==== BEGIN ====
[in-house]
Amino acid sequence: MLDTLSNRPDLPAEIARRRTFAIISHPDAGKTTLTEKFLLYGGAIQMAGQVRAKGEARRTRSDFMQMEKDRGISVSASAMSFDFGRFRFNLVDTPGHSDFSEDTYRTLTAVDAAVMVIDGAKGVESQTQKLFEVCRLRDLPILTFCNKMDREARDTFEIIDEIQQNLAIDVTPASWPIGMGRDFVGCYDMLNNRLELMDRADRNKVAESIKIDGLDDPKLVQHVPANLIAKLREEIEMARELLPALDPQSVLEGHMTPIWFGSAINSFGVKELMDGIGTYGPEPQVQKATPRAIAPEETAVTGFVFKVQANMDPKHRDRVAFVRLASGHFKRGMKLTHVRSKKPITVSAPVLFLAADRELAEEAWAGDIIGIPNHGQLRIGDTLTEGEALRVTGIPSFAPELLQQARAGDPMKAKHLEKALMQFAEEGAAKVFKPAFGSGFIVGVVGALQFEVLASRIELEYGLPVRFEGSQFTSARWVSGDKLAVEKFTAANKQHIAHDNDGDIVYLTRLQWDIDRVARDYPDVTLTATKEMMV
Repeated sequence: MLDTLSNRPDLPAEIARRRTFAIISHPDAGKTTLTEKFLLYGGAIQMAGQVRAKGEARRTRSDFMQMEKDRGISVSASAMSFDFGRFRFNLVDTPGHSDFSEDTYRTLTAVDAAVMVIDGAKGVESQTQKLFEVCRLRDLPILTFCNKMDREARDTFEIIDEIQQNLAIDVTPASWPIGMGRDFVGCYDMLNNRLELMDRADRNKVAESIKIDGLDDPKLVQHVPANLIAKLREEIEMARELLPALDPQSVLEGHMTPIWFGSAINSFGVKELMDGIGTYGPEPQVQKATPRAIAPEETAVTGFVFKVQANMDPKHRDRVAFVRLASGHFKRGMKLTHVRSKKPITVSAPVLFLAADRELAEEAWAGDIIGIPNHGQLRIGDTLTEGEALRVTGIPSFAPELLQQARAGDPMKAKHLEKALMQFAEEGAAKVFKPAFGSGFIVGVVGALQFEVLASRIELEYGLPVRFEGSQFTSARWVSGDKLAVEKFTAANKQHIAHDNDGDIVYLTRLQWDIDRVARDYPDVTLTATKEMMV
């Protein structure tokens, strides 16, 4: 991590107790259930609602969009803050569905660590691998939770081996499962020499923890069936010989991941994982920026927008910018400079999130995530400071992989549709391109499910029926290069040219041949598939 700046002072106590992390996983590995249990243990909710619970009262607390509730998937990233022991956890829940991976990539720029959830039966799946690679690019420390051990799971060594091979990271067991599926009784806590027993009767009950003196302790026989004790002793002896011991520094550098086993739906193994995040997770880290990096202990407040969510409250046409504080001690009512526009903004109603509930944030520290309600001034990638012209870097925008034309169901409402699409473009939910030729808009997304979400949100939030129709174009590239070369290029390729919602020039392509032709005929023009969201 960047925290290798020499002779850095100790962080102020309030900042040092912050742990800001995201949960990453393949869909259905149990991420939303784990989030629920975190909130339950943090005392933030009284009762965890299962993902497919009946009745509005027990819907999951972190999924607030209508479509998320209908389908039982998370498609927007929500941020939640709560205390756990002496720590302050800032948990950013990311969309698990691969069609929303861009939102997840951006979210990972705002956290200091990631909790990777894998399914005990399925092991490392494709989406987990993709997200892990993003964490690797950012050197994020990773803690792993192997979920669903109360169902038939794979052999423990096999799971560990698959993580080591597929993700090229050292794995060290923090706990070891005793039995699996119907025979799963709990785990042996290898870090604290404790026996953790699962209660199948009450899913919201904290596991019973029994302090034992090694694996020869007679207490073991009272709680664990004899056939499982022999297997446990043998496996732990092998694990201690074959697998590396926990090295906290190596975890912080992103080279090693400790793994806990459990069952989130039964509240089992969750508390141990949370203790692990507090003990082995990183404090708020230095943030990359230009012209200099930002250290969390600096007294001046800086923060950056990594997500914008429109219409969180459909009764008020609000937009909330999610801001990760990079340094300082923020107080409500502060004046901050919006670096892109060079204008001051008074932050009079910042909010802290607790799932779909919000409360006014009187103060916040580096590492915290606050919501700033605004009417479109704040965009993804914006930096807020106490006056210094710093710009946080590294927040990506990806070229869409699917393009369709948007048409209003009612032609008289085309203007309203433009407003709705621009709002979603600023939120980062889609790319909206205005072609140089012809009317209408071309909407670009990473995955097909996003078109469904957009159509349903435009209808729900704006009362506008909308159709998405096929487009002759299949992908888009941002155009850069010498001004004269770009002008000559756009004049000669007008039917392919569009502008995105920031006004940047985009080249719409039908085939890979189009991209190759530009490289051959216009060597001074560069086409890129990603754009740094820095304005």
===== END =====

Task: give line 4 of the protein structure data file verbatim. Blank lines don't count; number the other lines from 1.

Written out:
């Protein structure tokens, strides 16, 4: 991590107790259930609602969009803050569905660590691998939770081996499962020499923890069936010989991941994982920026927008910018400079999130995530400071992989549709391109499910029926290069040219041949598939 700046002072106590992390996983590995249990243990909710619970009262607390509730998937990233022991956890829940991976990539720029959830039966799946690679690019420390051990799971060594091979990271067991599926009784806590027993009767009950003196302790026989004790002793002896011991520094550098086993739906193994995040997770880290990096202990407040969510409250046409504080001690009512526009903004109603509930944030520290309600001034990638012209870097925008034309169901409402699409473009939910030729808009997304979400949100939030129709174009590239070369290029390729919602020039392509032709005929023009969201 960047925290290798020499002779850095100790962080102020309030900042040092912050742990800001995201949960990453393949869909259905149990991420939303784990989030629920975190909130339950943090005392933030009284009762965890299962993902497919009946009745509005027990819907999951972190999924607030209508479509998320209908389908039982998370498609927007929500941020939640709560205390756990002496720590302050800032948990950013990311969309698990691969069609929303861009939102997840951006979210990972705002956290200091990631909790990777894998399914005990399925092991490392494709989406987990993709997200892990993003964490690797950012050197994020990773803690792993192997979920669903109360169902038939794979052999423990096999799971560990698959993580080591597929993700090229050292794995060290923090706990070891005793039995699996119907025979799963709990785990042996290898870090604290404790026996953790699962209660199948009450899913919201904290596991019973029994302090034992090694694996020869007679207490073991009272709680664990004899056939499982022999297997446990043998496996732990092998694990201690074959697998590396926990090295906290190596975890912080992103080279090693400790793994806990459990069952989130039964509240089992969750508390141990949370203790692990507090003990082995990183404090708020230095943030990359230009012209200099930002250290969390600096007294001046800086923060950056990594997500914008429109219409969180459909009764008020609000937009909330999610801001990760990079340094300082923020107080409500502060004046901050919006670096892109060079204008001051008074932050009079910042909010802290607790799932779909919000409360006014009187103060916040580096590492915290606050919501700033605004009417479109704040965009993804914006930096807020106490006056210094710093710009946080590294927040990506990806070229869409699917393009369709948007048409209003009612032609008289085309203007309203433009407003709705621009709002979603600023939120980062889609790319909206205005072609140089012809009317209408071309909407670009990473995955097909996003078109469904957009159509349903435009209808729900704006009362506008909308159709998405096929487009002759299949992908888009941002155009850069010498001004004269770009002008000559756009004049000669007008039917392919569009502008995105920031006004940047985009080249719409039908085939890979189009991209190759530009490289051959216009060597001074560069086409890129990603754009740094820095304005």